Updated: July 31, 2018 8:07:25 am
The contentious Financial Resolution and Deposit Insurance (FRDI) Bill has been withdrawn. In a motion before the joint committee on FRDI Bill, Finance Minister Piyush Goyal said the Bill was being withdrawn because of apprehensions in the minds of the public about several provisions in the Bill.
The FRDI Bill was tabled in the Lok Sabha during the Monsoon Session last year and subsequently sent to a joint committee of both houses for legislative scrutiny. The Bill, which was the government’s response to mounting bad loans in Indian banks — a case in point being diamantaire Nirav Modi and his dealings with the Punjab National Bank (PNB) — establishes a Resolution Corporation to monitor financial firms, anticipate risk of failure, take corrective action, and resolve them in case of such failure. The Corporation will also provide deposit insurance up to a certain limit, in case of bank failure.
It has provisions of dispute resolution through mergers and acquisitions, or transfer of assets to another firm or liquidation. If resolution is not completed within a period of two years, the third option will be executed, the Bill laid down.
Several opposition parties have been opposing the Bill, as have been bank employees’ unions and industry associations such as Assocham. The latter had said that the Bill runs the risk of eroding the country’s trust in the banking system.
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The Trinamool Congress has held several protests in Parliament against the “draconian” provisions of the Bill. Party chief Mamata Banerjee had described the Bill as the “biggest assault on financial security of the poor and the middle classes”.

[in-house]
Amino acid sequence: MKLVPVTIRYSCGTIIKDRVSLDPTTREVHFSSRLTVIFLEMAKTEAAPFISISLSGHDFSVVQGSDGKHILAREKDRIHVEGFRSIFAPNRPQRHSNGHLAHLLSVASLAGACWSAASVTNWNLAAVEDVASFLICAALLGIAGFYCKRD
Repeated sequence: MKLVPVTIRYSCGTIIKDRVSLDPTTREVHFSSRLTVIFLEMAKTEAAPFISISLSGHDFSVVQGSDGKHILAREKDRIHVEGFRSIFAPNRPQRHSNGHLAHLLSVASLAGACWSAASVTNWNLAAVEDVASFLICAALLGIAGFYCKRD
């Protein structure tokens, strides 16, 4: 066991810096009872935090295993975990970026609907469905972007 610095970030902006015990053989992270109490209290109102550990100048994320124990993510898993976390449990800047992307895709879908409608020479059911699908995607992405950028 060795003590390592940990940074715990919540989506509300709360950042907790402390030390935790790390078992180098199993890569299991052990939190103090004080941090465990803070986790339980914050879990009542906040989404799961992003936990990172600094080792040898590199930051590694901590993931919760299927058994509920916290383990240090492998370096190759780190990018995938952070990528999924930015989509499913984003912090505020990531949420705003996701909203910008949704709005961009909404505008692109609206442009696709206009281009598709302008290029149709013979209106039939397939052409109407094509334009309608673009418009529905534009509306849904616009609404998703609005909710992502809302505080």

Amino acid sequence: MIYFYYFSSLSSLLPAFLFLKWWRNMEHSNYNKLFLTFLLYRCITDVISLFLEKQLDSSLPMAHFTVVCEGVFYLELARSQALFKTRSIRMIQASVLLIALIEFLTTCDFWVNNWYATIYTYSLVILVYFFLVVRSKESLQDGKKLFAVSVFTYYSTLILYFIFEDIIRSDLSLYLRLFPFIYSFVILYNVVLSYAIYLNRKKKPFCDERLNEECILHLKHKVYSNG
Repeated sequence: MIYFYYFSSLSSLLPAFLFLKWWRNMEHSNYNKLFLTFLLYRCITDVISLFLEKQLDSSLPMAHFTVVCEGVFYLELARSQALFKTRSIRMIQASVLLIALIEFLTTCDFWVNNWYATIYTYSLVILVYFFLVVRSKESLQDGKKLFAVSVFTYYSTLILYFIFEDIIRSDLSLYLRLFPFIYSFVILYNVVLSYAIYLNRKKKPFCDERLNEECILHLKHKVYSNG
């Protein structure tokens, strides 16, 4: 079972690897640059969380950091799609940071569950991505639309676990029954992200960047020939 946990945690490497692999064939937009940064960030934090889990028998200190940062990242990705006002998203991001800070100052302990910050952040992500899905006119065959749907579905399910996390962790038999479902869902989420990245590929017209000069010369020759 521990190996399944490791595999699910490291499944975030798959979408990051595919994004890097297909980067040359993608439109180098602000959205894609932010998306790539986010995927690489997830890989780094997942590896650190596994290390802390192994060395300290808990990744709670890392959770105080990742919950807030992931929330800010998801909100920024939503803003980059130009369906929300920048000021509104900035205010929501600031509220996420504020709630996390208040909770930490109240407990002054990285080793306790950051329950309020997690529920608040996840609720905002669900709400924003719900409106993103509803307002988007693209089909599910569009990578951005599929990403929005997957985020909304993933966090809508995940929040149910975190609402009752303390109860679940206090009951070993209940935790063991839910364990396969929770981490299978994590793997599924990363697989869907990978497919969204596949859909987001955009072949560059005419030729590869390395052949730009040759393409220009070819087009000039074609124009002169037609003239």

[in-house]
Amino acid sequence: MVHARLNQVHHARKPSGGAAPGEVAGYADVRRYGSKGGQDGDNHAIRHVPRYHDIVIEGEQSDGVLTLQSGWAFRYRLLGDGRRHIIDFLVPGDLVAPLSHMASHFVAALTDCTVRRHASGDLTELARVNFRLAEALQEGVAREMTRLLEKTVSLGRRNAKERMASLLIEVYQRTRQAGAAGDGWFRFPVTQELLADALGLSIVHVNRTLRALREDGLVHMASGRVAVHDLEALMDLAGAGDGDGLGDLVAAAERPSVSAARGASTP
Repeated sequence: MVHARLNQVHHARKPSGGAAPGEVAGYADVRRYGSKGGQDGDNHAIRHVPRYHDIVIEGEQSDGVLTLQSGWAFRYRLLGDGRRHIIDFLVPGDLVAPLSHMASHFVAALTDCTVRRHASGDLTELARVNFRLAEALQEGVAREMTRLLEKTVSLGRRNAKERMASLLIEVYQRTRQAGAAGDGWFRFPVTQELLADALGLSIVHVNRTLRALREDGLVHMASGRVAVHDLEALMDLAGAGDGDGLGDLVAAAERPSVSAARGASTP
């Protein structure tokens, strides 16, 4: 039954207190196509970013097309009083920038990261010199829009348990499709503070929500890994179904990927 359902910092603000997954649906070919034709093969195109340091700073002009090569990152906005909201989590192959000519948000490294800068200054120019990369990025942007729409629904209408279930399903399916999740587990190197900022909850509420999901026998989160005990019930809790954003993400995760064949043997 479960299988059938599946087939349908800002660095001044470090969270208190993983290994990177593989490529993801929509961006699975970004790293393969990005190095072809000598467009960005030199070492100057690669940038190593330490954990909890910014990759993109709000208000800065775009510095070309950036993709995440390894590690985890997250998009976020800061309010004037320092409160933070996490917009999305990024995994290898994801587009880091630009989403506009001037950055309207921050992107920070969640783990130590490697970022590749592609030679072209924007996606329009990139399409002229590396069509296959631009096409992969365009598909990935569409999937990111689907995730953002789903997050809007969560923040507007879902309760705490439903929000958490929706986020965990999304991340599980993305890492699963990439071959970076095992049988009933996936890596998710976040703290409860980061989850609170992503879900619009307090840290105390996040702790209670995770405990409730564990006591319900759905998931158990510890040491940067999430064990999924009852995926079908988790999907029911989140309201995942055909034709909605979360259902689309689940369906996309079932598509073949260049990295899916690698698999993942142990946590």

In the motion dated July 20, Goyal told the joint committee chaired by Rajya Sabha MP Bhupendra Yadav: “Stakeholders, including public, have raised apprehensions relating to provisions of the FRDI Bill like the use of bail in instrument to resolve failing banks, the adequacy of deposit insurance cover and the felt need to revise insurance limit substantially and application of resolution framework for public sector banks.”
He said the Bill was being withdrawn because the resolution of all these concerns would need time and a comprehensive examination of the Bill. The “bail-in” clause, which is perhaps the most controversial in the Bill, empowers financial institutions which are in a state of difficulty to use depositors’ money to bail themselves out of a sticky situation.
Confirming that the Bill has been withdrawn, Trinamool MP Sukhendu Shekhar Roy, who is a member of the committee, said, “Good sense finally seems to have prevailed on the government. This is a victory of the people.”
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